Many of these judges, former prosecutors, controlling legislators-lawyers. are likely those who have caused wrongful convictions, but were protected from civil prosecution by judicially created judicial and prosecutorial immunity and from criminal prosecution - by laws regulating grand jury proceedings putting grand juries under control and legal advice of prosecutors.

Of course, this movement, to change state Constitutions, give people free access to grand juries and make grand juries independent from the legal profession protecting its own - was quashed by the legal profession and its richest clients, corporations:

That happened in the year of Deskovic's release from prison.

See, an association of insurers calls the ideas of, again,

  • giving people direct access to grand juries;
  • removing control of the legal profession over the grand juries, so that grand juries may investigate judges and prosecutors - 

"radical", and "upsetting their state's entire CIVIL justice system".

You know what happened to that movement?

It was very active in 1999 and for about 10 years afterwards, that's before Deskovic's "campaigning" began.

Its leader was charged (by a prosecutor) and convicted (by a court) of a crime and locked up (the interview starts at around 15:40).

The attorney who helped that leader articulate (very well, by the way) constitutional issues involved in necessity of such direct grand jury access and in grand jury proceedings independent from prosecutors, John Wolfgram - was disbarred, tarred-and-feathered as "mentally incompetent" (an old-as-world idea to discredit your opponents as crazy when you have nothing to offer in terms of opposition on the merits), and bankrupted, despite being a war veteran and a holder of not only a law degree, but also a degree in philosophy of law.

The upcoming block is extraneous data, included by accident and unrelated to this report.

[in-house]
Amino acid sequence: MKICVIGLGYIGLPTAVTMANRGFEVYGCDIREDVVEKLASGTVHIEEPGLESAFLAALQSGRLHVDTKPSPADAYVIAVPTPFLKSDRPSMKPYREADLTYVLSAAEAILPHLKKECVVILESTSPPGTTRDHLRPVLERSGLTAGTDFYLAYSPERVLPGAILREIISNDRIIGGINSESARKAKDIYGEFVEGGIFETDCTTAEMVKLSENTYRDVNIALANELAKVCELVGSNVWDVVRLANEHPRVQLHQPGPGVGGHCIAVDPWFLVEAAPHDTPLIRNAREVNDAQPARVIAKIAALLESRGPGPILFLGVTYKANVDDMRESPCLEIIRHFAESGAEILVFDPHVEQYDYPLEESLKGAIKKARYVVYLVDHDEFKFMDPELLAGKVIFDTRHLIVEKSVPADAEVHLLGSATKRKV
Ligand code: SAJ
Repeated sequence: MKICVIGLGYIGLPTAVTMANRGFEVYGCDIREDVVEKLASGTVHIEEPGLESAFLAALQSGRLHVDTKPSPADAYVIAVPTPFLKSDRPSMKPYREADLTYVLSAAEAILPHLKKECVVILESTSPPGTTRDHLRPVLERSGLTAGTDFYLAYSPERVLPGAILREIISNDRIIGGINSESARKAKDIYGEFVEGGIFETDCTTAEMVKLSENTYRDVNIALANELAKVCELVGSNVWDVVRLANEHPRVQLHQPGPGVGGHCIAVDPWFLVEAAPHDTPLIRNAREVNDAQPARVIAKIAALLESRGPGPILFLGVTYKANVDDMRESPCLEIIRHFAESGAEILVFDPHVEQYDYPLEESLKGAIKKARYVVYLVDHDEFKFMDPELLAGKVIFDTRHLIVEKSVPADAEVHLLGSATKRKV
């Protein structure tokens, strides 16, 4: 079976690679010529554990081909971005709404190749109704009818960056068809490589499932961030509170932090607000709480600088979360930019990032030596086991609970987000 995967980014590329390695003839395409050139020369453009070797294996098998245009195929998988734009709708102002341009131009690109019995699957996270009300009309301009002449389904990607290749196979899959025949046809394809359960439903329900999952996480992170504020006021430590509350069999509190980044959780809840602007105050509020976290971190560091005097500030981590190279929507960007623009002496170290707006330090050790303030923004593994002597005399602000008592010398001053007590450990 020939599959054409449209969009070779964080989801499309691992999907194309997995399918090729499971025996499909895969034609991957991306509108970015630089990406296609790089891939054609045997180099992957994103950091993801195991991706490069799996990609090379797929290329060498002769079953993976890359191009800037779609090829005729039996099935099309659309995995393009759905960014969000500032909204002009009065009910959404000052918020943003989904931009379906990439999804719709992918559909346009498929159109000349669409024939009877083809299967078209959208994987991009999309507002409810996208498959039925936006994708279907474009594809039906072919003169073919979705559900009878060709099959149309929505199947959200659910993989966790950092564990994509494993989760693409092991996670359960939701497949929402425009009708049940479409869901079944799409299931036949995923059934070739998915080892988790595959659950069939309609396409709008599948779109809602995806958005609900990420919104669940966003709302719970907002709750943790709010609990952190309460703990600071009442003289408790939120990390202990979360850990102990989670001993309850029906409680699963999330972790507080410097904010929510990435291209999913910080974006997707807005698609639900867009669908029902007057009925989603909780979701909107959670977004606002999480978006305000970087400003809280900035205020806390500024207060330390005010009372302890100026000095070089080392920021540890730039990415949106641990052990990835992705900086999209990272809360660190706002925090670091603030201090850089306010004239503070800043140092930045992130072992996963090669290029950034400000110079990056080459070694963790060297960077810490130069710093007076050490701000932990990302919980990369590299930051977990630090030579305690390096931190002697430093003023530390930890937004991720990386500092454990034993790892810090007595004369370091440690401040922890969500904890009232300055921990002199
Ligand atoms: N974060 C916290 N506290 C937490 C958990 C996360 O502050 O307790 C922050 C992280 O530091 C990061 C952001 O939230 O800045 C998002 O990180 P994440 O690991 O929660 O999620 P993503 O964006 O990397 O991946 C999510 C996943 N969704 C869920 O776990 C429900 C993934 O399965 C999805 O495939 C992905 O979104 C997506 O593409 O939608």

Deskovic is on the verge of RECEIVING - from the hands of the judiciary, who are, in their overwhelming majority, former prosecutors, a law license.

He wants it.

He craves it.

He already publishes with pride pictures of himself lecturing to attorneys, judges and prosecutors about "ethics" in mandatory for attorney licensing continued legal education (CLE) courses.

He will not do anything to jeopardize the possibility of receiving a law license, and the place in attorney monopoly and the power (place in the government) that such a monopoly gives in the U.S. nowadays.

So, he instead dupes the public who GENUINLY believes him - as "one of them", an exoneree, into supporting legislative measures that will effectively BLOCK any possibility of holding prosecutors accountable.

After all, one has to take care of oneself and one's own career.

But, judging by Deskovic's statements that "just people", not licensed attorneys, are not qualified enough to take public office and review whether a prosecutorial misconduct was committed (while they are so qualified to sit on grand juries and trial juries - Deskovic does not even try to explain his reasoning), Deskovic is very far away from considering "just people" on par with himself.